Not to establish any kind of astrological theme here—really, I’d prefer not to—but just moments after posting my last entry, I got a new and rather ominous Rob Brezsny horoscope in my inbox. Some kind of “cautionary metaphor” about the great rivers of the world drying up before they reach their destination.
Awesome. Everybody got their Prozac today?
Since reading this, I’ve somehow been thinking about my college pottery class, during which I never once pulled a pot off the wheel. Instead, I drew lump after lump of clay into shapes and forms that I always, always smashed before they could ever become beautiful, working parts of the world.
Like those evaporating rivers, I never actually got anywhere.
I’d had a bad history with clay. It started back in my junior high sculpture class, when my teacher mockingly massaged the lumpy, unrecognizable body of the dodo bird I was building, pretending it was a woman’s breast. Artistic trauma, anyone? I avoided clay altogether in high school, but in college my painting major required that I also practice in clay. This turned out to be as unfortunate for my self-esteem as it was for grade point average.
The first-level clay class was all handbuilding, and went far better than expected. Working with slabs on a still platform, I could focus on one square inch of the clay and chisel until I had what I thought resembled … say, a zipper, or a convincing tree bark texture. The class ended and I exhaled—maybe I wasn’t so bad at this! Then came the second-level clay class, and the bottom fell out from under me—or at least out from under my pots—as I was required to work on the moving surface of the potter’s wheel.
Some might find it odd that I made it all the way to college—as an art major, no less—without ever using a potter’s wheel. I was even an art instructor at a 4-H camp, but somehow managed to direct the kids that summer toward such bizarre alternatives as environmental sculpture and bodypainting. (Avoidance, pure and simple.)
The key irony here is that I actually think a lump of clay on a potter’s wheel is a damned lot of fun. Blissing out for hours with a wet mass of mud spinning between your fingers is … well, it’s pretty rad if you’re into that sort of thing. I was content during the class, and I inevitably learned something, too. I focused intently on the process of centering; and learned a lot about rhythm, patience, and the real capabilities of my hands.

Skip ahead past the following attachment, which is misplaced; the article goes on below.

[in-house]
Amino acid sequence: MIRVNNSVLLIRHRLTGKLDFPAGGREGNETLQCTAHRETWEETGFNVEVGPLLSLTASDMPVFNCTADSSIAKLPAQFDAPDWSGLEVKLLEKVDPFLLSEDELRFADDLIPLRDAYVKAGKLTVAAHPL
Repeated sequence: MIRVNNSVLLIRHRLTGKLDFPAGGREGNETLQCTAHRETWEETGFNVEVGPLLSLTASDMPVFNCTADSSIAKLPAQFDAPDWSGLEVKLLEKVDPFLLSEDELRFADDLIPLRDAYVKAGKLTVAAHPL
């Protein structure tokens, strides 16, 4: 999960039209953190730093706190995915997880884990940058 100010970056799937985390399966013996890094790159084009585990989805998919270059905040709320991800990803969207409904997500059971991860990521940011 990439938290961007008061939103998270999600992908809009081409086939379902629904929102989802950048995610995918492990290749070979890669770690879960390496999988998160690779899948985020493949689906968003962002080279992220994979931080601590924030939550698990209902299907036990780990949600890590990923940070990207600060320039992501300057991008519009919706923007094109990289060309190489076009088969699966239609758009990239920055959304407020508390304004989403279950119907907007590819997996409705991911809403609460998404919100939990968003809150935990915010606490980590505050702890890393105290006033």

But I didn’t finish a single piece.
The various starts and stops in my life—quitting of the recent job included—show that in some ways, I have not stopped smashing my pots. This would be a huge downer, if I were out to, say, fill my china cabinet. But luckily, that’s not what life is about—at least not to me. I have so enjoyed the feeling of thrusting my hands into experience after experience, letting intuition guide me, and finding new lessons every time.
Yet at this point, making a “finished piece” seems like a good lesson, too. After many years of practice and centering, I am ready to throw a damned pot, already. I want my hard work to manifest in something real, something useful. I am ready for some of the most important practices that I have developed over the last decade—namely writing and yoga—to develop to a deeper and more productive level.
My concern is that I will have to choose one area of focus, and commit to one endeavor at a time in order to see results. During the coming months, I’ll be tinkering around to figure out whether that’s necessary.
Finally, I have some words from someone whose wisdom trumps Brezsny by a long shot. (And I’m not just saying that because my recent horoscope was a little grim). Indian mystic Maharshi (not to be confused with the Maharishi) is here to tell us that with a little bit of faith, it’ll all work out just fine. But you knew that already, right?
Place your burden
at the feet of the Lord of the Universe
who accomplishes everything.
What is to be done will be done
at the proper time. Don’t worry.
Abide in the heart and surrender your acts
to the divine.